Abstract

A tristimulus photoelectric colorimeter enabling measurements to be made in terms of Munsell color space is described. The instrument has been designed to read approximate hue, value, and chroma directly upon three potentiometer dials. To accomplish this, readings of Adams a and b are obtained and converted into polar coordinates by the instrument after transformation into a uniform color space. The new color space is described. Results on actual renotated Munsell papers are discussed, and it is shown that specimens and standard must be similar in hue, value, and chroma as well as spectral characteristics for satisfactory results.

© 1954 Optical Society of America

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References

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  1. A. E. Jacobsen, J. Opt. Soc. Am. 38, 442 (1948);J. Research Natl. Bur. Standards 43, 227 (1949); RP 2024.Also D. B. Judd, J. Opt. Soc. Am. 39, 945 (1949);errata J. Opt. Soc. Am. 40, 52 (1950).
    [Crossref] [PubMed]
  2. Newhall, Nickerson, and Judd, J. Opt. Soc. Am. 33, 385 (1943).
    [Crossref]
  3. D. Nickerson, J. Opt. Soc. Am. 40, 85 (1950).
    [Crossref]
  4. R. W. Burnham, J. Opt. Soc. Am. 39, 387 (1949).
    [Crossref] [PubMed]
  5. D. B. Judd, Color in Business, Science, and Industry (John Wiley and Sons, Inc., New York, 1952).
  6. D. L. MacAdam, J. Opt. Soc. Am. 33, 25 (1943);J. Opt. Soc. Am. 33, 675 (1943).
    [Crossref]
  7. D. Nickerson, Am. Dyestuff Rept. (August21, 1950).
  8. D. B. Judd, Basic Correlates of the Visual Stimulus in Stevens, Handbook of Experimental Psychology (John Wiley and Sons, Inc., New York, 1951), p. 856.
  9. R. S. Hunter, J. Opt. Soc. Am. 38, 661 (1948);J. Opt. Soc. Am. 38, 1094 (1948).
  10. A. C. Hardy and O. W. Pineo, J. Opt. Soc. Am. 21, 502 (1931).
    [Crossref]
  11. D. B. Judd and K. S. Gibson, J. Research Natl. Bur. Standards 16, 261 (1936); RP 872.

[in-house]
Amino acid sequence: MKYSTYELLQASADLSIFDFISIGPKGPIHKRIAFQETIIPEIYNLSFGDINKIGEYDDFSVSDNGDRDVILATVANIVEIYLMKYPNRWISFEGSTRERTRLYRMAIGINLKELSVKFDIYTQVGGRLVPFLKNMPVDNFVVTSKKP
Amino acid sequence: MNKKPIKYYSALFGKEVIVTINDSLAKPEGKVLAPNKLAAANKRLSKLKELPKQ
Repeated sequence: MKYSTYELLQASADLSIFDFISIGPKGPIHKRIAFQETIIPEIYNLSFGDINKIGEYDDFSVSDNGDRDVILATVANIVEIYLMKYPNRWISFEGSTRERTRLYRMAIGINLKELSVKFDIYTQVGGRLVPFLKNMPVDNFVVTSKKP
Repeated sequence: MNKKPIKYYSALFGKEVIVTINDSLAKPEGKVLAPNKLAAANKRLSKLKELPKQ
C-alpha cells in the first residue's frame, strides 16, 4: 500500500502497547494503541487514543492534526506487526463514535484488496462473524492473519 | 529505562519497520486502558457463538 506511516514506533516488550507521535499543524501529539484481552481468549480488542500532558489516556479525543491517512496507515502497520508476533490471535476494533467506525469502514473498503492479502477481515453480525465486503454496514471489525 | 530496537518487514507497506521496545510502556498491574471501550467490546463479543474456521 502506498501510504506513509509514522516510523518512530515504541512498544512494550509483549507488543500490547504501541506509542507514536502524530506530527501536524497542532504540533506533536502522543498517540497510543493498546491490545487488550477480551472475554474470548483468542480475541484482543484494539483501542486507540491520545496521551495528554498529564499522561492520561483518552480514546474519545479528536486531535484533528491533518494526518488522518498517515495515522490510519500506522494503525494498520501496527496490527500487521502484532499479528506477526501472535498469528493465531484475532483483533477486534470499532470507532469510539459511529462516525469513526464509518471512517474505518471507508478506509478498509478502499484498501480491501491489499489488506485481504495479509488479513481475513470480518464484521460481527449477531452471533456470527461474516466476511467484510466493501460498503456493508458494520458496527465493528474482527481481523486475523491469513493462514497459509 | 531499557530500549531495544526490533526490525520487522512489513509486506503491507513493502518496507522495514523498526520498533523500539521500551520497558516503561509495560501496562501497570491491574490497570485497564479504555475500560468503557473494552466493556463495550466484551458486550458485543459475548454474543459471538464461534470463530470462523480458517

[Crossref]
  12. J. S. Preston, Trans. Opt. Soc. (United Kingdom) 31, 15 (1929–1930).
  13. Consult I. H. Godlove, J. Opt. Soc. Am. 42, 204–212 (1952).
    [Crossref]
  14. J. L. Saunderson and B. I. Milner, J. Opt. Soc. Am. 36, 36 (1946).
    [Crossref] [PubMed]

1952 (1)

1950 (2)

D. Nickerson, Am. Dyestuff Rept. (August21, 1950).

D. Nickerson, J. Opt. Soc. Am. 40, 85 (1950).
[Crossref]

1949 (1)

1948 (2)

1946 (1)

1943 (2)

Newhall, Nickerson, and Judd, J. Opt. Soc. Am. 33, 385 (1943).
[Crossref]

D. L. MacAdam, J. Opt. Soc. Am. 33, 25 (1943);J. Opt. Soc. Am. 33, 675 (1943).
[Crossref]

1936 (1)

D. B. Judd and K. S. Gibson, J. Research Natl. Bur. Standards 16, 261 (1936); RP 872.
[Crossref]

1931 (1)

Burnham, R. W.

Gibson, K. S.

D. B. Judd and K. S. Gibson, J. Research Natl. Bur. Standards 16, 261 (1936); RP 872.
[Crossref]

Godlove, I. H.

Hardy, A. C.

Hunter, R. S.

R. S. Hunter, J. Opt. Soc. Am. 38, 661 (1948);J. Opt. Soc. Am. 38, 1094 (1948).

Jacobsen, A. E.

Judd,

Judd, D. B.

D. B. Judd and K. S. Gibson, J. Research Natl. Bur. Standards 16, 261 (1936); RP 872.
[Crossref]

D. B. Judd, Color in Business, Science, and Industry (John Wiley and Sons, Inc., New York, 1952).

D. B. Judd, Basic Correlates of the Visual Stimulus in Stevens, Handbook of Experimental Psychology (John Wiley and Sons, Inc., New York, 1951), p. 856.

MacAdam, D. L.

D. L. MacAdam, J. Opt. Soc. Am. 33, 25 (1943);J. Opt. Soc. Am. 33, 675 (1943).
[Crossref]

Milner, B. I.

Newhall,

Nickerson,

Nickerson, D.

D. Nickerson, J. Opt. Soc. Am. 40, 85 (1950).
[Crossref]

D. Nickerson, Am. Dyestuff Rept. (August21, 1950).

Pineo, O. W.

Preston, J. S.

J. S. Preston, Trans. Opt. Soc. (United Kingdom) 31, 15 (1929–1930).

Saunderson, J. L.

Am. Dyestuff Rept. (1)

D. Nickerson, Am. Dyestuff Rept. (August21, 1950).

J. Opt. Soc. Am. (9)

J. Research Natl. Bur. Standards (1)

D. B. Judd and K. S. Gibson, J. Research Natl. Bur. Standards 16, 261 (1936); RP 872.
[Crossref]

Trans. Opt. Soc. (United Kingdom) (1)

J. S. Preston, Trans. Opt. Soc. (United Kingdom) 31, 15 (1929–1930).

Other (2)

D. B. Judd, Color in Business, Science, and Industry (John Wiley and Sons, Inc., New York, 1952).

D. B. Judd, Basic Correlates of the Visual Stimulus in Stevens, Handbook of Experimental Psychology (John Wiley and Sons, Inc., New York, 1951), p. 856.

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Figures (6)

F. 1
F. 1

The Munsell Meter (laboratory model).

F. 2
F. 2